Prince Albert teen's Demi Lovato cover strikes a chord, draws stories of sobriety

Fifteen-year-old Rebecca Strong knew her dad was watching and recording her as she played the piano and belted out a ballad. What the Prince Albert teen didn’t know was that the video would explode on social media.

Rebecca Strong's performance of Sober has garnered more than 500,000 views

A video of 15-year-old Rebecca Strong performing Demi Lovato's Sober has reached thousands of viewers. (Submitted by Rebecca Strong)

Fifteen-year-old Rebecca Strong knew her dad was watching and recording her as she played the piano and belted out a ballad.

What the Prince Albert, Sask., teen didn't know was that a video of her performance of Demi Lovato's Sober would explode on social media, with 11,000 shares and more than 500,000 views as of Saturday on Facebook, and comments pouring in about people's personal struggles with addictions.

"It really brings a lot of heartfelt emotions," Glen Strong said of his daughter's performance. "How many times have you wanted to say 'sorry' for your downfalls? A lot of us suffer from addictions — I think that's why it's gained in popularity."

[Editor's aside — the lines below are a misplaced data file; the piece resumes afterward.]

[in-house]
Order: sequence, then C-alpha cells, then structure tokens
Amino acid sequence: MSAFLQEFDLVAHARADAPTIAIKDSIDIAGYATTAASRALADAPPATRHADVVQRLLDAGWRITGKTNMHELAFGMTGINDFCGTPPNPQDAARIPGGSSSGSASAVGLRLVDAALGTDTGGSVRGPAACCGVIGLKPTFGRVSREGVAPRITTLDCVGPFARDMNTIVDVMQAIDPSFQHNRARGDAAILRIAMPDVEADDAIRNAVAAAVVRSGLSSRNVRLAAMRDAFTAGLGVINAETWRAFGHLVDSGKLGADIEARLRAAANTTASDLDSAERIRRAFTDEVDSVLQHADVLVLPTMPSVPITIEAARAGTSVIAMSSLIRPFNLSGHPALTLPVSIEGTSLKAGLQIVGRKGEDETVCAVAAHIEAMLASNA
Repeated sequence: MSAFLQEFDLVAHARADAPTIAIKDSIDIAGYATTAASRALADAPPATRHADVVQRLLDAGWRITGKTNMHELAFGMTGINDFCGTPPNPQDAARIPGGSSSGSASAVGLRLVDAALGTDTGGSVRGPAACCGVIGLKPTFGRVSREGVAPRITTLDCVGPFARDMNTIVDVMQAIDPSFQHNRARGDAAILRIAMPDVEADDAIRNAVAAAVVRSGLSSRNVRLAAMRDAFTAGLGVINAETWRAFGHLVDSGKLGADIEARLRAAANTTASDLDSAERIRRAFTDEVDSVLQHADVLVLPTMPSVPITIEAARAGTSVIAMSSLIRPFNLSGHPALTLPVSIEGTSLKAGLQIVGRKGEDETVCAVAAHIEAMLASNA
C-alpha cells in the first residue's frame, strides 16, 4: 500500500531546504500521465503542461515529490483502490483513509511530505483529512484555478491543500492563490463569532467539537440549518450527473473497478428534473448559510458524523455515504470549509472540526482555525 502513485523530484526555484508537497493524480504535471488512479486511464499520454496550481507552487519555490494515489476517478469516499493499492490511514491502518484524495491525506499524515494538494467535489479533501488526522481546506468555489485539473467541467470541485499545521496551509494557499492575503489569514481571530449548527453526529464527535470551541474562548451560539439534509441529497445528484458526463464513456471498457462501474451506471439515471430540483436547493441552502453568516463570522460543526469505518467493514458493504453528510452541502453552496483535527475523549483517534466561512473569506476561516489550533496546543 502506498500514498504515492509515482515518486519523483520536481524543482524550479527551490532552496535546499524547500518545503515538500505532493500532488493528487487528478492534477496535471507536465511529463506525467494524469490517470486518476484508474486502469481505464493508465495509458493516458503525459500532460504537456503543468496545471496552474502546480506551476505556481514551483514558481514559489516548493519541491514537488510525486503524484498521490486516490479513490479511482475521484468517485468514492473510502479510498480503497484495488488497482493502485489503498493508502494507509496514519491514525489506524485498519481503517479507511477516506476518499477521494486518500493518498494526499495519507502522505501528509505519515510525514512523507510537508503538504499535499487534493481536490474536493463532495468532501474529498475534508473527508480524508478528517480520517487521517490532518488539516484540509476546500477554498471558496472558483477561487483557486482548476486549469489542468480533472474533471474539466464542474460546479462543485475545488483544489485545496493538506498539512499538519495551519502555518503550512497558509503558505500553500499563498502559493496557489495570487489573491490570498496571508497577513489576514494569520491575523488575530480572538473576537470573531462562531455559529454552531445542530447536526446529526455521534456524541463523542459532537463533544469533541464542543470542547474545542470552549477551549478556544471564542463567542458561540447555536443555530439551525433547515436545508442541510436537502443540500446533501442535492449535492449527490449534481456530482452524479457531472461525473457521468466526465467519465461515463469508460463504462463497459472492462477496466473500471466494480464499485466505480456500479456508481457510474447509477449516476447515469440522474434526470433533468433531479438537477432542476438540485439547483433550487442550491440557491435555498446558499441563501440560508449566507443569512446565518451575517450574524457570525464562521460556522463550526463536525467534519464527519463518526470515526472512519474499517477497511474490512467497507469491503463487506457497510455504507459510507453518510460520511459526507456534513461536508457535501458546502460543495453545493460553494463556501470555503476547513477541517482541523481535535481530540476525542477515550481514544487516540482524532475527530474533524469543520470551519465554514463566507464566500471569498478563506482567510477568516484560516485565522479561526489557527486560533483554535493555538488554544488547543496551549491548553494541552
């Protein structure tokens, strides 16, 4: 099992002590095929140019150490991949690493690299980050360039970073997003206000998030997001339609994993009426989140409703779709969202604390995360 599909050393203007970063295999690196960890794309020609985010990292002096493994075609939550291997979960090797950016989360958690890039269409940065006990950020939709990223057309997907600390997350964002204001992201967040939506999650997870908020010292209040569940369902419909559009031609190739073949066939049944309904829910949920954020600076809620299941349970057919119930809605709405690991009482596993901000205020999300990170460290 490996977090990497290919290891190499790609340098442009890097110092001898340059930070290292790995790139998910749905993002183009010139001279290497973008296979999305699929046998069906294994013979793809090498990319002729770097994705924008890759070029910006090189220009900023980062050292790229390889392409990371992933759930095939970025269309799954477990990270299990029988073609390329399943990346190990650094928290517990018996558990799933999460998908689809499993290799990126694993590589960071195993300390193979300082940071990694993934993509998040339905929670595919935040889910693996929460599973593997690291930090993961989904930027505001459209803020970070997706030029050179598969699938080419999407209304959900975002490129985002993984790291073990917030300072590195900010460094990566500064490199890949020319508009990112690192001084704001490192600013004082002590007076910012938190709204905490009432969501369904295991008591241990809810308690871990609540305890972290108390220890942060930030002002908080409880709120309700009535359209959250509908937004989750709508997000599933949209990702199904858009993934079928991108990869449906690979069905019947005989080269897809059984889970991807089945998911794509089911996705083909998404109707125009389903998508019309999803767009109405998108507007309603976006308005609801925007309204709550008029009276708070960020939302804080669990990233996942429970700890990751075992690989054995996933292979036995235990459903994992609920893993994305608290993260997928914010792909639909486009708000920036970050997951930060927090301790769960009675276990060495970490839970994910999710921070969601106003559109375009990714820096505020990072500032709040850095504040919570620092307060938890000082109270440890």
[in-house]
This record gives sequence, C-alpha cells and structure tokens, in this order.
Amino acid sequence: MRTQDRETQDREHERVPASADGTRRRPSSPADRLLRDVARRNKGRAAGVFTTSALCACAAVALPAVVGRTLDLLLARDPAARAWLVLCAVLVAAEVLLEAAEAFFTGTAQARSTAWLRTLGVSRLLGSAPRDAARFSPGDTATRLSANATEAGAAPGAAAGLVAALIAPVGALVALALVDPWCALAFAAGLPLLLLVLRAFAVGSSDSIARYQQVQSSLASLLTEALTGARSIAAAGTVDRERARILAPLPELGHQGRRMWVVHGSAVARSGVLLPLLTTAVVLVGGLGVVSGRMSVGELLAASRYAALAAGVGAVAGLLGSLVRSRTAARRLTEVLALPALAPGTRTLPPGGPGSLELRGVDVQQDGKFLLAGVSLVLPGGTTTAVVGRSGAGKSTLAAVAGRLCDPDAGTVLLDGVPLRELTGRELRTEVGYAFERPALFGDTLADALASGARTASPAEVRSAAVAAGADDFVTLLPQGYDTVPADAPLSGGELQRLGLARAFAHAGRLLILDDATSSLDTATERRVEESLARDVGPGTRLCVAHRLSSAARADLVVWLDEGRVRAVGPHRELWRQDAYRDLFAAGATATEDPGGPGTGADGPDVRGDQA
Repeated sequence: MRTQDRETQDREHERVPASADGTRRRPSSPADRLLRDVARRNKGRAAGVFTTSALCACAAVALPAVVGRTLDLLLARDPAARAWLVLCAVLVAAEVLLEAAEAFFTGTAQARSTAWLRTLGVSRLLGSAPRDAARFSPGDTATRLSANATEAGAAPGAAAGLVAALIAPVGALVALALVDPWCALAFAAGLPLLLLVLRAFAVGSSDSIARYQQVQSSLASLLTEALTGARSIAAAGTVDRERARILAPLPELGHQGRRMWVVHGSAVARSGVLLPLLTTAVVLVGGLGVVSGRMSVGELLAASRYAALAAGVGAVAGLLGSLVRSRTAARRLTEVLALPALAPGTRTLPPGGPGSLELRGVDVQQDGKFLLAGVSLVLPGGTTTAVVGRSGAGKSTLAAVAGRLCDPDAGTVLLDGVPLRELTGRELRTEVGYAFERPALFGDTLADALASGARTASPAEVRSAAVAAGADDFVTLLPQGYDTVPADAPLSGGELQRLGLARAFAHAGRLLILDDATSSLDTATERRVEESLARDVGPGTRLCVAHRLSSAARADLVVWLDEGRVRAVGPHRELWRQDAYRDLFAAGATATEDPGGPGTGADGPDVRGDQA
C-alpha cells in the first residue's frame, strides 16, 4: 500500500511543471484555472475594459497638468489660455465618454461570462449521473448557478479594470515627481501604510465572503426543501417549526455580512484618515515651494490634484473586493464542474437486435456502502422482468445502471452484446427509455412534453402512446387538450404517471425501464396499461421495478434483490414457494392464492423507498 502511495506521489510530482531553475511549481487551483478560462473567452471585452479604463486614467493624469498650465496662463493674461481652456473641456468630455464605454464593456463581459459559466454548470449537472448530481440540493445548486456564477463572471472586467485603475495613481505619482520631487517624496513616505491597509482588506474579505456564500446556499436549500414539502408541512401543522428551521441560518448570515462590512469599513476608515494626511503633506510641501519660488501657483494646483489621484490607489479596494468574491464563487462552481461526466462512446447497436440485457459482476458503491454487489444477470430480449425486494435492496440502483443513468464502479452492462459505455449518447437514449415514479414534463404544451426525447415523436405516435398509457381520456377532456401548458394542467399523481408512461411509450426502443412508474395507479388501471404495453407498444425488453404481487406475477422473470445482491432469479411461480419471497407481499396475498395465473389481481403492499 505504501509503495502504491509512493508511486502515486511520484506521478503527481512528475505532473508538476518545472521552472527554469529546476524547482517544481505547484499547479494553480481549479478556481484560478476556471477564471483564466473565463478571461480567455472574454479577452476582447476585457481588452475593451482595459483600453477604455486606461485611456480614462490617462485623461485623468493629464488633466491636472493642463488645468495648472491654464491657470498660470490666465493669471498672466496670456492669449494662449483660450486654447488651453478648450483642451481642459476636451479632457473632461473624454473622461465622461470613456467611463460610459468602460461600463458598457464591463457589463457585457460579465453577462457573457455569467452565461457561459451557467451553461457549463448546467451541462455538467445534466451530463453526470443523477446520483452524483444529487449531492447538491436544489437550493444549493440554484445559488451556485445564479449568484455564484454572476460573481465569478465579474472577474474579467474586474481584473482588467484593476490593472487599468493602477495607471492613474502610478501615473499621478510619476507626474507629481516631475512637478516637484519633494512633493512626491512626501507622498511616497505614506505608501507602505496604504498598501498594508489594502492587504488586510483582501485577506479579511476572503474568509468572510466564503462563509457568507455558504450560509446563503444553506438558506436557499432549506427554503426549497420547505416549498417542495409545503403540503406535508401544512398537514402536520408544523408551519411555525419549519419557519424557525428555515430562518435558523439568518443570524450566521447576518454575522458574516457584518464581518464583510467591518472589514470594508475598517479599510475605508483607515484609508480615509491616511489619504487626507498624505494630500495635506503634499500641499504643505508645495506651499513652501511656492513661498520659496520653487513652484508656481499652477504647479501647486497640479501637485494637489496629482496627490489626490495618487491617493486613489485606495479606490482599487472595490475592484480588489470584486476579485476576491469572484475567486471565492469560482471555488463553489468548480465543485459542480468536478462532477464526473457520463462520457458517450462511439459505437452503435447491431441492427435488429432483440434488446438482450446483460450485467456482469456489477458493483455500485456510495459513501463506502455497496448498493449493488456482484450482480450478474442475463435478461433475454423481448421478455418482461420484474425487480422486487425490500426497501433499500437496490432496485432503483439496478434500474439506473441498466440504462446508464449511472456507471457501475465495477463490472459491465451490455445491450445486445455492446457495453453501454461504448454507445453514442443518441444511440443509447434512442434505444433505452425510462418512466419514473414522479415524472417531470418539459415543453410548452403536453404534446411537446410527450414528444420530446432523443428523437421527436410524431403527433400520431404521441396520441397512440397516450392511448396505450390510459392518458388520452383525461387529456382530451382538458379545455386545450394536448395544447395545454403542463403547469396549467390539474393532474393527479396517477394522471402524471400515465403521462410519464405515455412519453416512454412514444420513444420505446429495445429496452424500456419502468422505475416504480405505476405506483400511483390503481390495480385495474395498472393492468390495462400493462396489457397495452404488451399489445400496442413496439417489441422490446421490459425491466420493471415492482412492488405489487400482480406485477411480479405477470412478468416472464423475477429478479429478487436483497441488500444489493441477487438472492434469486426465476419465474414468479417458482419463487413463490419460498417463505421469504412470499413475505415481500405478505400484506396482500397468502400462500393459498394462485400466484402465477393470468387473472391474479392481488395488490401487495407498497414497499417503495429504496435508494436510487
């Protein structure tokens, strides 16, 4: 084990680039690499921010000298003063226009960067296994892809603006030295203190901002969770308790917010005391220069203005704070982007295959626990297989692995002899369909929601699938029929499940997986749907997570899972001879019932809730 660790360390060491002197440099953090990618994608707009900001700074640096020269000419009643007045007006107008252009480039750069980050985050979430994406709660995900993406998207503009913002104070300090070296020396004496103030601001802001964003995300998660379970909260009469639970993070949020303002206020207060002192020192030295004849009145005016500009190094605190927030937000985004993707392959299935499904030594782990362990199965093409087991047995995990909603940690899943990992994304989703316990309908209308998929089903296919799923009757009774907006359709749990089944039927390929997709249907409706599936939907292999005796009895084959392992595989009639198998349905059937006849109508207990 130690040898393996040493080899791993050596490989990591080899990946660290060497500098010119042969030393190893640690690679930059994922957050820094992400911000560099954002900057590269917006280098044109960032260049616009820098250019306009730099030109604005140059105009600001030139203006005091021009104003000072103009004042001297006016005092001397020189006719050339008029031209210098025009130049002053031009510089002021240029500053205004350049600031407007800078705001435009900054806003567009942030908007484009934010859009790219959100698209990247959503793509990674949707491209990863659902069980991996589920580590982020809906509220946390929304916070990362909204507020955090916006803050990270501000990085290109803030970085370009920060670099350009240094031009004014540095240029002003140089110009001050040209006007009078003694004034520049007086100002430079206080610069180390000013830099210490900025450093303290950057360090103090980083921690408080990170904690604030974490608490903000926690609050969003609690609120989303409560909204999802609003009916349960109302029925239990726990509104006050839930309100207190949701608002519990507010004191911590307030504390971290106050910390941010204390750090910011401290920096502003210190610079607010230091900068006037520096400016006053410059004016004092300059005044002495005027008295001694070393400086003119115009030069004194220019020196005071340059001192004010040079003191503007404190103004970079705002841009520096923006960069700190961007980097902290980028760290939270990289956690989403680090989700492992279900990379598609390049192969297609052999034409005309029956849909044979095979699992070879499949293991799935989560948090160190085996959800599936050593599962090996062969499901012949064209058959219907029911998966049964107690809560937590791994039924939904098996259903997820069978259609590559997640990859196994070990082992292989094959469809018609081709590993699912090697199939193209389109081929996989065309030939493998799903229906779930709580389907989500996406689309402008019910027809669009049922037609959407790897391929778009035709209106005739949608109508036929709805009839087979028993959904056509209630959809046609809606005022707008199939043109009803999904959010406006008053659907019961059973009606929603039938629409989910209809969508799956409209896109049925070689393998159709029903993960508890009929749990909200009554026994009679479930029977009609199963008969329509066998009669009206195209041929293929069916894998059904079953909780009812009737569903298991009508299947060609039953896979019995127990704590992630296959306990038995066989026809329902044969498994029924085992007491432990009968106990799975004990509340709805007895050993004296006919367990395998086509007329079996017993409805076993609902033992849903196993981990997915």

Strong had been practising for Voices of the North, a showcase for northern performers that will be held in Prince Albert from Feb. 21 to 23. She'd been playing Lovato's Sober for a week and wanted to show her father how far she had come along.  

The lyrics feature the American pop star's apologies to her friends, family and fans for falling back into addictions after six years of sobriety, singing, "I'm so sorry, I'm not sober anymore."

Strong said she felt a lot of people would connect to Lovato's powerful ballad, but she was blown away by the response.

One viewer said the performance brought tears.

"I'm 5 months sober and this song was meant to be heard," the viewer wrote.

Others weighed in with stories of their own months and years of sobriety.

"With all this love and support I've been getting this past week, and my whole entire singing career — I've always done it not just for me, but for other people as well," said Strong.

Her love of music drives her to practise every day, uploading her performances on YouTube and Instagram channels.  

"I don't know what I'd do without music," she said.

"I just hope it takes me somewhere."

About the Author

Janani Whitfield spent 10 years working in the newspaper industry in Alberta before joining CBC Saskatchewan as a web writer in 2017. Contact her at or on Twitter, @WhitfieldJanani.


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